Google has said that devices still running Jelly Bean will no longer be supported after version 21.30.99, which is due to be released at the end of August.
In a blog post, Google said the move was due to the version of Android which was first released in 2012 making up less than 1% of active devices and developers having to spend more time to support it.
Jelly Bean spanned versions 4.1, 4.2, and 4.3, or in API level terms from 16 to 18. The search giant is recommending developers bump up the minimum API level for apps up to API level 19, or KitKat.
"A very small percentage of all Android devices are using API levels less than 19. We believe that many of these old devices may not be actively being used," Google said.
"If your app still has a significant number of users on older devices, you can use multiple APK support in Google Play to deliver an APK that uses Google Play services 21.30.99."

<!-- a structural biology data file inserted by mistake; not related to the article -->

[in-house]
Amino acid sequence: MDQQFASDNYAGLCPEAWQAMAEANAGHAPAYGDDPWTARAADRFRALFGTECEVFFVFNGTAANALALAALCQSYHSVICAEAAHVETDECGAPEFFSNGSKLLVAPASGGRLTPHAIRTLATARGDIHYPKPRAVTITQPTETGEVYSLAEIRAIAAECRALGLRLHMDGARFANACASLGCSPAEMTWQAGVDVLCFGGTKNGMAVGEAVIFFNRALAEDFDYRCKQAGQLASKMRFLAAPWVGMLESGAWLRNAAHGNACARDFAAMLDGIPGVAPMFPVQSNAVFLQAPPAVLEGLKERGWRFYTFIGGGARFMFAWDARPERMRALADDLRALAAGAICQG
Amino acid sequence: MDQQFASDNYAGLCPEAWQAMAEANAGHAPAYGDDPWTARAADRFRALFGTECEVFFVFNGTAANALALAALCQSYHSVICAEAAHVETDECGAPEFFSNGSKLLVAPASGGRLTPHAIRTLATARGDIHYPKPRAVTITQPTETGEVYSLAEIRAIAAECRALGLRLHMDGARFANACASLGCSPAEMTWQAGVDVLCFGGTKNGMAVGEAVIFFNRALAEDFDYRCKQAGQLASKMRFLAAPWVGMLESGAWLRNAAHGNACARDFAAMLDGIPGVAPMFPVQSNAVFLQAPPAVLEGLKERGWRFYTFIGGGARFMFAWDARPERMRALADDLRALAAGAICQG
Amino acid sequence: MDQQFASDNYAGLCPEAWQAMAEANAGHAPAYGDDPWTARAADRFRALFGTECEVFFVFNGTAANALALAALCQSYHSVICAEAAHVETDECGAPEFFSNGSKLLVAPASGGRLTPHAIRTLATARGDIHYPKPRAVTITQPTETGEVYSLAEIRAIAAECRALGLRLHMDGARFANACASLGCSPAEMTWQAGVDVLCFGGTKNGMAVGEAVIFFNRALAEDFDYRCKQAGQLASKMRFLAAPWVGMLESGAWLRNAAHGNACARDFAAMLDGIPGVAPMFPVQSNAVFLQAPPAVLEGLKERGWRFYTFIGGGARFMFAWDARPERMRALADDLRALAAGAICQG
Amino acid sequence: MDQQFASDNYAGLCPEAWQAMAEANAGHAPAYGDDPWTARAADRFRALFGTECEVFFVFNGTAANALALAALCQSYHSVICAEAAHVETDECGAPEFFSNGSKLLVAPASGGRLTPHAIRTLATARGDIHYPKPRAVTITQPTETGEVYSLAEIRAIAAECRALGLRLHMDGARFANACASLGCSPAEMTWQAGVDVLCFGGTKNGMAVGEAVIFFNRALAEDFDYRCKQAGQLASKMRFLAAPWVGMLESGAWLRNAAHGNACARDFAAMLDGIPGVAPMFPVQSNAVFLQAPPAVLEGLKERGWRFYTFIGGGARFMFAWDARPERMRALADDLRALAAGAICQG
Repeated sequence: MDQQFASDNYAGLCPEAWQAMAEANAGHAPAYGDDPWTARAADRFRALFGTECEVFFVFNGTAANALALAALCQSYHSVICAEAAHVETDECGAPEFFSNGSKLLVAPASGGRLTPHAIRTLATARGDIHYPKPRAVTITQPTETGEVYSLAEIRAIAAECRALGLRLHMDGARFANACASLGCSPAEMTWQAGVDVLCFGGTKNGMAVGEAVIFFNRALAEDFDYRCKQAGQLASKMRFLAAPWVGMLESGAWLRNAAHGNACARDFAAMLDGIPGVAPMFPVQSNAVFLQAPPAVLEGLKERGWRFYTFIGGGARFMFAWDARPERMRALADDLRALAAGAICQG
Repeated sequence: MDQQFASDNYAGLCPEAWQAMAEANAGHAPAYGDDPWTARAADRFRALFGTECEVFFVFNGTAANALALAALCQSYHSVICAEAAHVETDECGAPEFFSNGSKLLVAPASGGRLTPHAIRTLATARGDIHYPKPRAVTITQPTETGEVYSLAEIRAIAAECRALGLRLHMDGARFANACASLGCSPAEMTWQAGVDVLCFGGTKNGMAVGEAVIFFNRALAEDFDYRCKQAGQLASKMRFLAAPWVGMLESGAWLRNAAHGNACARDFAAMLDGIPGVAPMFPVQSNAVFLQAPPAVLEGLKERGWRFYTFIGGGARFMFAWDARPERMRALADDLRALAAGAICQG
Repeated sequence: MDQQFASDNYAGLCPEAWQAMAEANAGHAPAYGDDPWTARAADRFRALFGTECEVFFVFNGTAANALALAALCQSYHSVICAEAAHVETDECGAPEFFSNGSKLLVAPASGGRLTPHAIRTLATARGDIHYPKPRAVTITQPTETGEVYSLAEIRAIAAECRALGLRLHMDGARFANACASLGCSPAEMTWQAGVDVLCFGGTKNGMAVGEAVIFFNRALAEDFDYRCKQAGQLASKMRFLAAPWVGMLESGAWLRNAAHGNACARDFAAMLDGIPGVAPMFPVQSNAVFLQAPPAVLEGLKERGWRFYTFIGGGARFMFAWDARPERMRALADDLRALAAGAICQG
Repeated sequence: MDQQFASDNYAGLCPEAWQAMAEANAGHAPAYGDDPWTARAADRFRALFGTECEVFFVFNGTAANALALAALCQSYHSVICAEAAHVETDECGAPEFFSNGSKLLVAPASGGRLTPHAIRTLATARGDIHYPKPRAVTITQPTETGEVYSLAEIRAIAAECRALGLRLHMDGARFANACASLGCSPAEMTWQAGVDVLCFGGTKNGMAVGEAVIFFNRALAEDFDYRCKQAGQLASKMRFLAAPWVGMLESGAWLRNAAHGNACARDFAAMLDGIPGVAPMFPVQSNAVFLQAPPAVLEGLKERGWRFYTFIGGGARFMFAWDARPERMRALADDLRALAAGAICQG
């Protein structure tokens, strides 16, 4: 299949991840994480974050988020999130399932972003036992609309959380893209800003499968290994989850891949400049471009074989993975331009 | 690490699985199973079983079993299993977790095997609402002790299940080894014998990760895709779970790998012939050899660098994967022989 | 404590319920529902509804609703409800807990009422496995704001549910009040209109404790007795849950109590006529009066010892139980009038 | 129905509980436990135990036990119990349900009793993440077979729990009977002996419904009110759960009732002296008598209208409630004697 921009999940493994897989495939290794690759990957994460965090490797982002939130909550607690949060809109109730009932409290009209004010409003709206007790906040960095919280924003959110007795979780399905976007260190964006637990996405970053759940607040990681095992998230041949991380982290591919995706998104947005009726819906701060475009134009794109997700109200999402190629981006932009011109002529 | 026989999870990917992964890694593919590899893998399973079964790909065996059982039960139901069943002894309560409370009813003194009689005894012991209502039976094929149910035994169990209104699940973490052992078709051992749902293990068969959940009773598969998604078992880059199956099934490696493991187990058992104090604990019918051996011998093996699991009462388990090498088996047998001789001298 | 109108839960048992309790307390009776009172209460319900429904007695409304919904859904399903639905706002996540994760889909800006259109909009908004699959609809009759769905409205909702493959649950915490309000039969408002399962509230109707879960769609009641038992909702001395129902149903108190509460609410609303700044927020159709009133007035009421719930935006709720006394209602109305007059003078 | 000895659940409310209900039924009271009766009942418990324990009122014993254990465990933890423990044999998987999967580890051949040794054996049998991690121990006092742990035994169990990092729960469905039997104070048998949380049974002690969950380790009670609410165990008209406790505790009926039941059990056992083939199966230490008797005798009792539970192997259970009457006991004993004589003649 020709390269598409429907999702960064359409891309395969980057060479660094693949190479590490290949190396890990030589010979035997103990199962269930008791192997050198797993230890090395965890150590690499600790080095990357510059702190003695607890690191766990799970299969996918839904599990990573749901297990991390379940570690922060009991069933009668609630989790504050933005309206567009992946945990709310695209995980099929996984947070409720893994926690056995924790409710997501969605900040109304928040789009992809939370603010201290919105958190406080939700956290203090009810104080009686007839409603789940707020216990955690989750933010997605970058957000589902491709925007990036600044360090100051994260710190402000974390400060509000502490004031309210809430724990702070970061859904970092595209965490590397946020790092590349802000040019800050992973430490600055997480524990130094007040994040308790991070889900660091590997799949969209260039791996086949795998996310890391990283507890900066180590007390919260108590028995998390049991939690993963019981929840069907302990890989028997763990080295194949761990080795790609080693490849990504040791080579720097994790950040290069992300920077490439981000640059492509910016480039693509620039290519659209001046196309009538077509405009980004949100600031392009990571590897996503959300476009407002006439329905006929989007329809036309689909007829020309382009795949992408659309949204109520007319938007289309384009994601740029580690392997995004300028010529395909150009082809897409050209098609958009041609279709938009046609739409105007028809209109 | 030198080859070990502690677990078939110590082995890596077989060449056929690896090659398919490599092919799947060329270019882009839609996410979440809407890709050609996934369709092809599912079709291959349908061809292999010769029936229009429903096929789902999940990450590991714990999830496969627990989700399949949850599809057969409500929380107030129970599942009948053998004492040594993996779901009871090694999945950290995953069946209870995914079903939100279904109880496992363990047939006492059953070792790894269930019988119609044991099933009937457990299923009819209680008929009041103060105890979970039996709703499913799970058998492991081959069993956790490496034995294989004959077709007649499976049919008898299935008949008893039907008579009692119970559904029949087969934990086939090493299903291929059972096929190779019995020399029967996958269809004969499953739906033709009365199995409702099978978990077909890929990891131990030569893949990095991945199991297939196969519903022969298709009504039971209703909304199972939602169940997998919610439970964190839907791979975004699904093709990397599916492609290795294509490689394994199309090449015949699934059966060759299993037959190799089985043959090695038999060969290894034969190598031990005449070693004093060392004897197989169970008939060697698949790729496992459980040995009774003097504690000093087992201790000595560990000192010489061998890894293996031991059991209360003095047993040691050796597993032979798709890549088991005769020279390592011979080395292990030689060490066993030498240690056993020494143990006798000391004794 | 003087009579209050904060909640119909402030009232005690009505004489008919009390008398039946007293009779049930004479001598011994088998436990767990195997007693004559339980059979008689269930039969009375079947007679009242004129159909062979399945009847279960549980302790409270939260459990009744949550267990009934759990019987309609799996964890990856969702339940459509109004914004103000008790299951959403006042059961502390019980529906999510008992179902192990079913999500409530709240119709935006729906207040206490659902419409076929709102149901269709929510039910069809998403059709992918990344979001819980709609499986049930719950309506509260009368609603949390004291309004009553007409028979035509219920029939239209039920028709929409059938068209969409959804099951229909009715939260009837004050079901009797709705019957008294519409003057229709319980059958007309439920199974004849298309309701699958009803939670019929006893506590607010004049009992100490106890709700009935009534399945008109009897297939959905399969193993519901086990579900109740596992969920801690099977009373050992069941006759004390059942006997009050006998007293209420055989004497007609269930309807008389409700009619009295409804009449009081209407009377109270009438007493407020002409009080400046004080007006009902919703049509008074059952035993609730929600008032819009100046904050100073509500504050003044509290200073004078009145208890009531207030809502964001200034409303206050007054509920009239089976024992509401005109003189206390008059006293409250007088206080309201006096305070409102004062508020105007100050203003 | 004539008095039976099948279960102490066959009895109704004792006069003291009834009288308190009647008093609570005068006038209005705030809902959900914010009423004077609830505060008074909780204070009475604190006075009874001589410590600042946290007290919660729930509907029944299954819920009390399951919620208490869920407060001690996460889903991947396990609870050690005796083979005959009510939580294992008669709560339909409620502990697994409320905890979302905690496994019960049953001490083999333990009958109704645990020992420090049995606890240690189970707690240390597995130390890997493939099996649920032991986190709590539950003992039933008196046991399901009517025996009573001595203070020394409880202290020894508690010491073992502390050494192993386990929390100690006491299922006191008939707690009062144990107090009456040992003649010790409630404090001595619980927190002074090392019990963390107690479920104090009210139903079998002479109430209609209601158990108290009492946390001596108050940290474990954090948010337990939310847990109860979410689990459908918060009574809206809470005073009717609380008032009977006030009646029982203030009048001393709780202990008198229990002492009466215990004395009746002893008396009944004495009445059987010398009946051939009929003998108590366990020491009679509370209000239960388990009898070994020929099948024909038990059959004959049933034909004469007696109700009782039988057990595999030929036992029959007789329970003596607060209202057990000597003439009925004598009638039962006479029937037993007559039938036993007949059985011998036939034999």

According to the stats presented to developers when making new projects in Android Studio -- the only way to find Google's Android version breakdown -- Android 10 accounted for 8% of devices, followed by Pie with around 30%, while Oreo versions took up another 20%.
Google was yesterday hit with an anti-trust suit from 36 US states over its control of Android app distribution.
"If you don't find the app you're looking for in Google Play, you can choose to download the app from a rival app store or directly from a developer's website. We don't impose the same restrictions as other mobile operating systems do," Google senior director of public policy Wilson White said.
Apple, meanwhile, is currently fighting against the prospect of sideloading apps, claiming last month it would make everything worse for every one of its users